1313, 16 April: at Windsor, avoiding the Westminster parliament which should have started on 18 March - it was on 7 April postponed until 6 May - by pretending to be ill ("the king did not come at the appointed day, detained, as was thought, by a feigned illness," says the Vita Edwardi Secundi).

1314, 8 April: at Ely Cathedral, quizzing the monks as to their supposed possession of the body of St Alban when he'd just seen it in St Albans Abbey.  Heh.  "You know that my brothers of St Albans believe that they possess the body of the martyr. In this place the monks say that they have the body of the same saint. By God’s soul, I want to see in which place I ought chiefly to pay reverence to the remains of that holy body."  You tell 'em, Edward.

1315, 24 March: at Windsor, having recently attended the parliament which regulated the price of basic foodstuffs in the early months of the Great Famine.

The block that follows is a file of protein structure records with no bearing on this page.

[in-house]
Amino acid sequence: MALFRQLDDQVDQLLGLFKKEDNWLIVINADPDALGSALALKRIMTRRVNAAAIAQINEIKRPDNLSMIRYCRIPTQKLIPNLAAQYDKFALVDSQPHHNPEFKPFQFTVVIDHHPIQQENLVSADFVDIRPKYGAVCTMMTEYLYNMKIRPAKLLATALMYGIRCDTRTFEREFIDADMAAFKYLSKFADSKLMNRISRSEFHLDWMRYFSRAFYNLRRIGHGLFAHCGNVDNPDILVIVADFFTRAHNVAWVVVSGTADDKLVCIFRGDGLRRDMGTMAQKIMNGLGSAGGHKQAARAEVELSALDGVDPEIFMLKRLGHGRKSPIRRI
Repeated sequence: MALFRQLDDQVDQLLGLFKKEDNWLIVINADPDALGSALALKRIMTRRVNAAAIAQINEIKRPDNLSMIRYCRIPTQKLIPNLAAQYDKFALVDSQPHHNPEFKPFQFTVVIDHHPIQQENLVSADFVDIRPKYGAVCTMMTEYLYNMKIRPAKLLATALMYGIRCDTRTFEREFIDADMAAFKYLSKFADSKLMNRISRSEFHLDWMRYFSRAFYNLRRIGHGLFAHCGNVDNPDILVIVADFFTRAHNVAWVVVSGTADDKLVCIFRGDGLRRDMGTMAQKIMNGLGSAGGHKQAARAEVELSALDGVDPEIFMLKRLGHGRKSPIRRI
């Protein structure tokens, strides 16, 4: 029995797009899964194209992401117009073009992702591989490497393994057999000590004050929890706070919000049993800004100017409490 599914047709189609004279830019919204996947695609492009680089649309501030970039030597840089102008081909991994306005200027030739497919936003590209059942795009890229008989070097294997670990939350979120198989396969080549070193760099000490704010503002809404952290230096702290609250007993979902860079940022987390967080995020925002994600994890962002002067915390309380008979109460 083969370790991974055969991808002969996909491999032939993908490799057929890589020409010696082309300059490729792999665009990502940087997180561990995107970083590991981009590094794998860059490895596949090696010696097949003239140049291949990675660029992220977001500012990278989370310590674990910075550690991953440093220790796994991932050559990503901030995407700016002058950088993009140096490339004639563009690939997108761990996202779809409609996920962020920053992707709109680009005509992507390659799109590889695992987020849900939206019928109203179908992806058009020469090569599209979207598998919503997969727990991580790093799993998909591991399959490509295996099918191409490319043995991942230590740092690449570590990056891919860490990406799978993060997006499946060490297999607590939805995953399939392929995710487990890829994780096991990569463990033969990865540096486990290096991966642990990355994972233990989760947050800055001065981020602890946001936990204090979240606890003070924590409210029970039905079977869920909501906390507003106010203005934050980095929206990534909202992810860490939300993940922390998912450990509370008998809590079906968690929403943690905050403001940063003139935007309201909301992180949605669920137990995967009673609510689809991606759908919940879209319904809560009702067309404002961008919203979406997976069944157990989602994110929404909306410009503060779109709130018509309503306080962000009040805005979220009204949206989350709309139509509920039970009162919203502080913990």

1316, 12 April: at Windsor, shortly after the rebellion of Llywelyn Bren and shortly before the rebellion in Bristol came to a head.

1317, 4 April: at the palace of Clarendon, supposedly plotting with Roger Damory and his other court favourites to annoy his cousin Thomas of Lancaster by abducting Lancaster's wife Alice de Lacy, shortly before Damory married Edward's rich widowed niece Elizabeth de Clare.

1318, 24 April: at Wallingford Castle, which had formerly belonged to Piers Gaveston, a few days after some of his barons and bishops met Thomas of Lancaster at Leicester in an attempt to improve the dire relations between the two most powerful men in the country.  Isabella was then heavily pregnant with their elder daughter Eleanor of Woodstock.

1319, 9 April: at Kirkham, around the time that Edward embarrassed himself by asking the pope for permission to have himself re-anointed with the holy oil of St Thomas Becket, in the belief that this would bring his political troubles to an end.  (In a remarkably honest letter to John XXII, Edward condemned his own gullibility and "dove-like simplicity.")

1320, 31 March: at Eltham in Kent with Isabella, waiting for safe-conducts from her brother Philippe V of France to arrive, for them to travel to Amiens so that Edward could pay homage to Philippe for his French lands.  The safe-conducts failed to arrive, so they returned to Westminster a week later, and finally travelled to Amiens in late June.